FORT COLLINS, Colo. (CBS4) – Hurricane forecasters at Colorado State University play an important role during a big storm, such as Hurricane Isaac.

Isaac made his presence known in parts of the south as it caused some of the worst damage there since Hurricane Katrina. But more than 1,000 miles away from the storm-battered south researchers at CSU’s Atmospheric Sciences were on a high-power conference call with other researchers from across America.

“These briefings allow them to plan their operations,” Dr. Kate Musgrave at CSU said.

CSU researchers used the information they’ve uncovered to help a team plan the route for an airplane to fly into the storm to gather even more data about Isaac.

“They want to know what’s going on right now. They also want to know what they should be looking for in a week’s time, or even longer,” Musgrave said.

CSU researchers share their satellite imaging as well as the other information.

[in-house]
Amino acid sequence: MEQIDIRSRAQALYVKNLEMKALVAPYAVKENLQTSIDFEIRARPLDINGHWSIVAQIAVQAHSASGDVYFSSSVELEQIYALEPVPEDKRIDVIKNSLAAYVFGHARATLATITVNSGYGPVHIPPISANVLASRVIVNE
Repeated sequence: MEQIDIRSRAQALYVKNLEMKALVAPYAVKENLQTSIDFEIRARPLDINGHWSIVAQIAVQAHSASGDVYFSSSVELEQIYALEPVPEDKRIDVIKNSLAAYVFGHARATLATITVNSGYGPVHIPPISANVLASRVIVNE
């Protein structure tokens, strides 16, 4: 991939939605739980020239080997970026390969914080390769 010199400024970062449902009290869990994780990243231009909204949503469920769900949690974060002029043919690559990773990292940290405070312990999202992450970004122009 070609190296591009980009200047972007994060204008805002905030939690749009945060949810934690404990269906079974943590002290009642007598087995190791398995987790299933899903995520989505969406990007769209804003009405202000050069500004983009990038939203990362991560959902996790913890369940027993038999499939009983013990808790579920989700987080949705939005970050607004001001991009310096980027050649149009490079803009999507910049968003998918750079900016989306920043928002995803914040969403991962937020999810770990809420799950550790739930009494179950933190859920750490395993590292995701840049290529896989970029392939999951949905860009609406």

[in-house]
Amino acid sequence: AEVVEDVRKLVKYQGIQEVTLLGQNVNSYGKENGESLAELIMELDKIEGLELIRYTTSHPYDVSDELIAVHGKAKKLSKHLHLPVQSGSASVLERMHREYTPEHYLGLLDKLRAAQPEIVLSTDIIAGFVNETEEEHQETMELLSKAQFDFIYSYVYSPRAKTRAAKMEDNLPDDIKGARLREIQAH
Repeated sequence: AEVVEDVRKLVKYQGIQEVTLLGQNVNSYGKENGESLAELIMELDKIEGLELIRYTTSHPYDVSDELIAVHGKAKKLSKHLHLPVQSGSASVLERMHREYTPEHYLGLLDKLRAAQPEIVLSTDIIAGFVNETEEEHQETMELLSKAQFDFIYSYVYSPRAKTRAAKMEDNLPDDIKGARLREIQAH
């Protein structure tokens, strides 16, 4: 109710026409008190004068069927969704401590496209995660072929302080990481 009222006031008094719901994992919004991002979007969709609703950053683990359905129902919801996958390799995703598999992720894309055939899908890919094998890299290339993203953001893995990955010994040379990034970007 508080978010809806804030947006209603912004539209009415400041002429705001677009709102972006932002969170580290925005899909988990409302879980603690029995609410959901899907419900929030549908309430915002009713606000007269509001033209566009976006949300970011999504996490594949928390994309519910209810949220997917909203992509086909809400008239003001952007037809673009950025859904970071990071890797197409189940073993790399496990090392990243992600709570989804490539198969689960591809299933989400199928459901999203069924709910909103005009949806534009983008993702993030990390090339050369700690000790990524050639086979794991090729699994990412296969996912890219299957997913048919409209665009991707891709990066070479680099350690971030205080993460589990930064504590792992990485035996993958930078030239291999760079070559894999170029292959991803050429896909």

“We take all of that channel information and turn it into products that can be useful both for different research groups and the forecasters,” Musgrave said.

CSU researchers say, unlike other Gulf Coast hurricanes and tropical storms, Isaac is different.

“Isaac is moving maybe six to seven, maybe eight miles per hour in the northern Gulf of Mexico, which is not common,” Dr. Mark Demaria at CSU said. “There’s just an unusual weather pattern that’s making it move so slowly in the northern gulf.”

The teleconferences with other researchers will be lasting through the rest of the week.


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